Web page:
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Acupuncture Plus Topical Herbs Facial Paralysis Recovery

Acupuncture combined with topical herbs is effective for the treatment of facial paralysis. Researchers from the Traditional Chinese Medicine department of People’s Hospital (Huairen, Shanxi) tested two acupuncture protocols. Using acupuncture as a monotherapy produced a 76.92% total effective rate. The addition of topical herbal medicine to the acupuncture point prescription increased the total effective rate to 97.44%. [1] The type of facial paralysis examined in the investigation is categorized as Bell’s palsy. 

Acupuncture monotherapy produced significant positive patient outcomes: 11 patients were cured, 13 had highly effective results, 6 achieved the effective tier of patient outcomes, 9 did not have significant outcomes. Adding topical herbal medicine paste to the identical acupuncture point prescription protocol produced superior patient outcomes. In the acupuncture and herbs group, 20 patients were classified as cured, 14 were classified as highly effective, 4 were classified as effective, and 1 was ineffective. [2]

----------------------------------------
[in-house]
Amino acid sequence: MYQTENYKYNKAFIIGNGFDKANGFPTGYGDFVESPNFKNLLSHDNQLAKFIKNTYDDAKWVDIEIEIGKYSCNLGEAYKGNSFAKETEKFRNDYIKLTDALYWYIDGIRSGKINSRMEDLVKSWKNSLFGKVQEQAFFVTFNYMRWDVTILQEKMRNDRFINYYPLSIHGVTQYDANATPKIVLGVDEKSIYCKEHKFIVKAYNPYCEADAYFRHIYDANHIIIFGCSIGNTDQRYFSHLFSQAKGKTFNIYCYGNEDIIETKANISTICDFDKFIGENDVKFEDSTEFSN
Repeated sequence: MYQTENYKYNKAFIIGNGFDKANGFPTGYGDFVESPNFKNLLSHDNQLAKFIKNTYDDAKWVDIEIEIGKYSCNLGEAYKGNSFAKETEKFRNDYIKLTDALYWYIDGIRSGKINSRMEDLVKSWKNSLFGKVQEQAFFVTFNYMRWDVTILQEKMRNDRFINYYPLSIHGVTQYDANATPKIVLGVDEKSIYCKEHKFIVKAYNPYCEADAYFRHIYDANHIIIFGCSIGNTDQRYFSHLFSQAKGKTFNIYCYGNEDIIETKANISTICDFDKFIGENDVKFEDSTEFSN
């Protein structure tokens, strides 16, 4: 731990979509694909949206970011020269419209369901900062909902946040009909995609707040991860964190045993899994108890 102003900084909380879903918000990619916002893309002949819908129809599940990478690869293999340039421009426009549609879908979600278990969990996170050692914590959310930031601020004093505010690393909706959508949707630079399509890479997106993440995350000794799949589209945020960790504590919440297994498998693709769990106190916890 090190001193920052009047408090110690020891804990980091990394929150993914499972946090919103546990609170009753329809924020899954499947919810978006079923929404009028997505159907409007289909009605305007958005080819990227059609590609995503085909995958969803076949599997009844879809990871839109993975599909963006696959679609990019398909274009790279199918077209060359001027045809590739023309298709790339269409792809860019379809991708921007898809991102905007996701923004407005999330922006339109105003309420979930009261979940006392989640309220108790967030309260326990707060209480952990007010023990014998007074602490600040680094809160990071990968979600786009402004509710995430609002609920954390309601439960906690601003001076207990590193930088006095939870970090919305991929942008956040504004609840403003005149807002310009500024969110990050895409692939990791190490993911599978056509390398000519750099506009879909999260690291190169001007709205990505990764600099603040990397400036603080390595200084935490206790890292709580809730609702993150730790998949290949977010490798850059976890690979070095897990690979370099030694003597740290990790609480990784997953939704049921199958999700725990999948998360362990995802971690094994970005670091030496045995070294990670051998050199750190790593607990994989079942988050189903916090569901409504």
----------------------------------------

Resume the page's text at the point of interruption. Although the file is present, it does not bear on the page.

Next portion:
A total of 78 patients suffering from facial paralysis were recruited for the study and were randomly assigned to receive either standard acupuncture or acupuncture plus herbs, applied directly to specific acupuncture points. Within the standard acupuncture group, there were 20 males and 19 females, with a mean age of 35.26 years. Their duration of disease ranged from 1–14 months, with a mean duration of 5.41 months. Within the acupuncture and herbs group, there were 21 males and 18 females, with a mean age of 36.15 years. The duration of disease ranged from 2–15 months, with a mean duration of 5.57 months. No statistically significant difference was found between the two groups prior to the clinical trial.

All of the participants received a clinical diagnosis of facial paralysis according to TCM and biomedical criteria, were aged 20–65 years, and gave voluntary, informed consent to participate in the study. Patients whose facial paralysis was due to physical trauma or tumors were excluded. Further exclusion criteria were either concurrent serious illness or known allergies to topical medications.

Acupuncture Points For all patients in the acupuncture monotherapy group, the following local points were selected:

  • Sibai (ST2)

  • Dicang (ST4)

  • Taiyang (MHN9)

  • Quanliao (SI18)

  • Xiaguan (ST7)

  • Yingxiang (LI20)

  • Jiache (ST6)

  • Yangbai (GB14)

Additional distal points and needle techniques varied according to each patient’s individual Traditional Chinese Medicine (TCM) diagnosis as follows: